Is it time to bring back finance companies?
For anyone who had anything to do with the industry meltdown a decade ago that must seem like a crazy proposition.
In fact that headline alone probably has a few angry readers reaching for their keyboards.
New Zealand's finance company sector famously collapsed between 2006 and 2010, destroying an estimated $3 billion of wealth and affecting between 150,000 and 200,000 depositors.
It also coincided with a global banking crisis, which meant failed companies got lumped in with a Government Bank Deposit Guarantee and tax payers were left carrying the can - to the tune of $1b when the nation's largest finance company South Canterbury Finance collapsed in 2009.
But, despite all that, a US economic professor says we might need them again if we raise bank capital requirements.
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Professor Ross Levine, chair of banking and finance at the Haas School of Business, University of California, was the most cautious of the independent experts in the Reserve Bank's independent review of its bank capital proposals.
While Levine broadly endorses the RBNZ's work, he argues it does not sufficiently consider the response of the financial system to increased capital requirements.
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He says we need to be sure our financial sector is "dynamic" enough to fill any gaps left by the major banks if higher capital ratios see them pull back on lending in sectors that become less profitable.
In other words, if the banks are under regulatory pressure to take less risk then this can have negative impact on the economy by slowing growth.
At the front end of the business world we need legitimate pathways for financing activity that is high risk.
We need people to take a punt on tech start-ups, new export crops and new factories - the productive end of the economy.
"The overall impact [of the capital proposals] depends on the degree to which non-banks emerge and grow to provide financial services to households and firms," Levine says.
"The RBNZ should consider the degree to which there are legal, regulatory and policy impediments to the emergence and operation of non-bank forms of household and firm finance in New Zealand."
Levine isn't only highlighting finance companies, he's also pointing to the lack of depth in our capital markets.
I won't dwell on that, here.
We've just seen the release of the 2029 Capital Markets report.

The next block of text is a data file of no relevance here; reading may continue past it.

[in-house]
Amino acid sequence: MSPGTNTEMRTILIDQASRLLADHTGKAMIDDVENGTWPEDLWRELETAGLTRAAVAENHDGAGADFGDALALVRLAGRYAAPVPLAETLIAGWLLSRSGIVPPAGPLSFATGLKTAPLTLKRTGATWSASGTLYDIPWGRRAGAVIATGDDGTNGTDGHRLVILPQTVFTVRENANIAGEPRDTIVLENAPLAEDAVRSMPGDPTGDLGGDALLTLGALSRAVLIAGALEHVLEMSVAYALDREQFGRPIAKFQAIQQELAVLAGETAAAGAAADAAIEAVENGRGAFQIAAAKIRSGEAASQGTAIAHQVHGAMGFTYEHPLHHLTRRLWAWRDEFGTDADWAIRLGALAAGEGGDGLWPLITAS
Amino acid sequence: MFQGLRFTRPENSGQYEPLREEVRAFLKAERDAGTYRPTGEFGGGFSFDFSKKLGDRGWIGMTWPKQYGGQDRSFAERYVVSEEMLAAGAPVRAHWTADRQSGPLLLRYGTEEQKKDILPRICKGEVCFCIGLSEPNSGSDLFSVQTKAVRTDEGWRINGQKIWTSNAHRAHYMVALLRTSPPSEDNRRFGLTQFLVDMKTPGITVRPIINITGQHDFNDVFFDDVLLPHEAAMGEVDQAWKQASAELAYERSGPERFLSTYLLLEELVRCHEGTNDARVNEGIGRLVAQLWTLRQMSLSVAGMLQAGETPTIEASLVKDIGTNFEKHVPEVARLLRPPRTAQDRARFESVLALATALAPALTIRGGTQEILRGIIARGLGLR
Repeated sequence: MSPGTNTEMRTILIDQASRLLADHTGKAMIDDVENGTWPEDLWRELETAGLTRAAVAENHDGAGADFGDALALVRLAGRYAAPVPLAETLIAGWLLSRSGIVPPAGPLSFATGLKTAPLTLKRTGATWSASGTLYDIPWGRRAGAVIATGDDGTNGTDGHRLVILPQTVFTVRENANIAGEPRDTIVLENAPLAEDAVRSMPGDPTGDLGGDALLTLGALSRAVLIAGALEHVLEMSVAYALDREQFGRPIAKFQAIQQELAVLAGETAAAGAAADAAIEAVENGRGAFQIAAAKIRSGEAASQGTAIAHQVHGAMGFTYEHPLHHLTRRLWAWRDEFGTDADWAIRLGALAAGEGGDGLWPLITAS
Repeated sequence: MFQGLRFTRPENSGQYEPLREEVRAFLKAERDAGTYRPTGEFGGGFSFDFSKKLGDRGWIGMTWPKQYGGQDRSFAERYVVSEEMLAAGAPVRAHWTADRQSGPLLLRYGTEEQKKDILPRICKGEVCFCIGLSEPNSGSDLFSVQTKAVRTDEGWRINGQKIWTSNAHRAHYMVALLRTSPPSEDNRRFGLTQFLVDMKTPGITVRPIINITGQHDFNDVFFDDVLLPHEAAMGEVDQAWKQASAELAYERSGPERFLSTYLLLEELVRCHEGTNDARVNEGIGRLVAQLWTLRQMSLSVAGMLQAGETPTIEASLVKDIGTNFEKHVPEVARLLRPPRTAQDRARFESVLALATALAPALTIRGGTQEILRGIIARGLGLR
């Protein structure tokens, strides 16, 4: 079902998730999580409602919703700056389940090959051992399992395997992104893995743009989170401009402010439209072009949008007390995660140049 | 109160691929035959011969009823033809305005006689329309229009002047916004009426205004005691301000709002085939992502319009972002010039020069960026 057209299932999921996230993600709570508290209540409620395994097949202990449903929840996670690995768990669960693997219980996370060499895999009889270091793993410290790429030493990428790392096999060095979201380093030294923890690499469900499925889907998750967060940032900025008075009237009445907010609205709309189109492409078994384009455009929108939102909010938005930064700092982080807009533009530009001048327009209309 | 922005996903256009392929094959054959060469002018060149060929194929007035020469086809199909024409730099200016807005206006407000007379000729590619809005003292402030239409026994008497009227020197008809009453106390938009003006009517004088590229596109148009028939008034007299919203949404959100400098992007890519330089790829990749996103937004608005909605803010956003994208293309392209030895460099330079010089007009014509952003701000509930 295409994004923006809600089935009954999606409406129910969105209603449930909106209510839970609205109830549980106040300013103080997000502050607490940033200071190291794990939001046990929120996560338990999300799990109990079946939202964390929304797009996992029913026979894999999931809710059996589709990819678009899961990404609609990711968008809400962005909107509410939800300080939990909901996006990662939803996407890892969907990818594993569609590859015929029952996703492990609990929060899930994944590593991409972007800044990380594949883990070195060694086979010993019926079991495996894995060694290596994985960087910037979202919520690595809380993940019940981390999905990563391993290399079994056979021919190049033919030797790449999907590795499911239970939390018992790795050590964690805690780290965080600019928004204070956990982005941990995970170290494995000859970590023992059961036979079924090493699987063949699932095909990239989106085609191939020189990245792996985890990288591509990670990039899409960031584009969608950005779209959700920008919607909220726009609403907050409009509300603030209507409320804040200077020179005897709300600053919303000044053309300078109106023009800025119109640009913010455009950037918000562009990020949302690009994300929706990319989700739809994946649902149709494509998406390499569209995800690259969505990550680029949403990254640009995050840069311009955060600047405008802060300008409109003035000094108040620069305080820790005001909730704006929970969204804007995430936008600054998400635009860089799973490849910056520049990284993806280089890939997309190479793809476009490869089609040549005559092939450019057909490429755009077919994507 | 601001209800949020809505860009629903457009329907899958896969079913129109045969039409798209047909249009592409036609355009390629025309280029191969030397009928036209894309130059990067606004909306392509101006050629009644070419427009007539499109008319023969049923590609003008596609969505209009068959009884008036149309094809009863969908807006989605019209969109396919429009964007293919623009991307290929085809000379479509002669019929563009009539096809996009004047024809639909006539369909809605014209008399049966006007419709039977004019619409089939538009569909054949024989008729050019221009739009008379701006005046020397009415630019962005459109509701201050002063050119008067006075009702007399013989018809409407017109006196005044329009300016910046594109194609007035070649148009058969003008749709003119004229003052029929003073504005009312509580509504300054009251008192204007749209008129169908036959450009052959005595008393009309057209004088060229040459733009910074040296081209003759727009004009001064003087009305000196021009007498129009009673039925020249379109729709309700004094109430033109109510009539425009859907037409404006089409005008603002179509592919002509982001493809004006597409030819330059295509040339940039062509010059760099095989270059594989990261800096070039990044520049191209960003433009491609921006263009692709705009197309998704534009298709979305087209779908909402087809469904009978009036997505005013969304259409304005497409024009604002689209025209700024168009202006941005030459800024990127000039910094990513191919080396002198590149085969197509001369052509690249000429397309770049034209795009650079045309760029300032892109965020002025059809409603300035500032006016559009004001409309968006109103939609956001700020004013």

There's really no debate about the need to improve the opportunity for businesses to raise capital through equity markets.
But even if we build deeper and more accessible equity markets - we still a have gap.
What we lack - that many other countries still have - is a dynamic non-bank lending sector.
To put it bluntly, we used to have one - but we broke it.
New Zealanders have a bad habit of woefully under-regulating things until we have a crisis on our hands.
The building industry during the leaky homes era 20 year ago springs to mind.
We're still litigating that one.
There's also a popular view that our relative lack of retail investors in the share market dates back to wild-west boom and bust period which ended with the 1987 crash.
An entire generation lost trust in the sector when they lost their money.
The same can be said of the finance companies.
We had plenty of functional non-bank deposit takers and second-tier lenders operating in this country for decades, before a property-fuelled bubble of greed blew up in the 2000s.
South Canterbury Finance, for example, operated as a highly successful but largely unremarkable farm lender for more than 80 years before it got sucked into a vortex of related party transactions including Auckland waterfront bars and Fijian holiday resorts.
The Reserve Bank has estimated that at the height of the boom prior to the GFC, non-bank lenders had assets of about $25 billion and made up 8 per cent of lending by financial institutions.
By late 2013 the size of the finance sector had halved and accounted for only 3 per cent of institutional lending.
The Reserve Bank's register of Non-Bank Depositors provides a reminder of just how static the sector has become.
The list now mostly consists of Credit Unions and Building Society's. There is a handful of finance company survivors but no new registrations in more than two years.
What's left of the sector faces much tougher scrutiny.
The Financial Markets Conduct Act and Non-Bank Deposit Takers Bill mean the companies registers and participants are licensed.
And related party transactions are much more closely scrutinised.
Perhaps most importantly, there are much stricter requirements for disclosure of risk - it needs to be in plain language and well displayed.
Which is great.
I don't by any stretch think the sector is now over regulated.
The disaster of the past decade is all too fresh to suddenly remove rules that might look like "impediments" to an international observer.
But it might be time to look at the sector with fresh eyes and welcome it back into the financial fold.